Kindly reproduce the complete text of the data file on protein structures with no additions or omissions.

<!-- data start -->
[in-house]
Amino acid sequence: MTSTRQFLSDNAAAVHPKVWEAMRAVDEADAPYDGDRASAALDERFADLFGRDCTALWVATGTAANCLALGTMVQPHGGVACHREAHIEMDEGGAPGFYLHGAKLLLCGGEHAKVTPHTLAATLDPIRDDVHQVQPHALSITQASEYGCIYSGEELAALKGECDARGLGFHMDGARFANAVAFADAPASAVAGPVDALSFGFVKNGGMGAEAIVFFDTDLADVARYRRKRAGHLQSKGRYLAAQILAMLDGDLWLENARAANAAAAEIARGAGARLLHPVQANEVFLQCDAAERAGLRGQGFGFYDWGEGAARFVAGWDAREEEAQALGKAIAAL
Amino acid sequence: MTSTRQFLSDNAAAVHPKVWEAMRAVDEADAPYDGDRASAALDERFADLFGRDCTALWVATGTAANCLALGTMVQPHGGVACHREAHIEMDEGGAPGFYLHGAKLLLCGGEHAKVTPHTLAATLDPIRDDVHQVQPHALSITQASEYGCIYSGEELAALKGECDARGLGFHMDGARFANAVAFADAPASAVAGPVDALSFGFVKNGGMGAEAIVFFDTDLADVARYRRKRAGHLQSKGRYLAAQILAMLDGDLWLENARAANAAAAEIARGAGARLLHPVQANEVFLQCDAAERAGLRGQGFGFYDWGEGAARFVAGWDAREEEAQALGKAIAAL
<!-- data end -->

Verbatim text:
[in-house]
Amino acid sequence: MTSTRQFLSDNAAAVHPKVWEAMRAVDEADAPYDGDRASAALDERFADLFGRDCTALWVATGTAANCLALGTMVQPHGGVACHREAHIEMDEGGAPGFYLHGAKLLLCGGEHAKVTPHTLAATLDPIRDDVHQVQPHALSITQASEYGCIYSGEELAALKGECDARGLGFHMDGARFANAVAFADAPASAVAGPVDALSFGFVKNGGMGAEAIVFFDTDLADVARYRRKRAGHLQSKGRYLAAQILAMLDGDLWLENARAANAAAAEIARGAGARLLHPVQANEVFLQCDAAERAGLRGQGFGFYDWGEGAARFVAGWDAREEEAQALGKAIAAL
Amino acid sequence: MTSTRQFLSDNAAAVHPKVWEAMRAVDEADAPYDGDRASAALDERFADLFGRDCTALWVATGTAANCLALGTMVQPHGGVACHREAHIEMDEGGAPGFYLHGAKLLLCGGEHAKVTPHTLAATLDPIRDDVHQVQPHALSITQASEYGCIYSGEELAALKGECDARGLGFHMDGARFANAVAFADAPASAVAGPVDALSFGFVKNGGMGAEAIVFFDTDLADVARYRRKRAGHLQSKGRYLAAQILAMLDGDLWLENARAANAAAAEIARGAGARLLHPVQANEVFLQCDAAERAGLRGQGFGFYDWGEGAARFVAGWDAREEEAQALGKAIAAL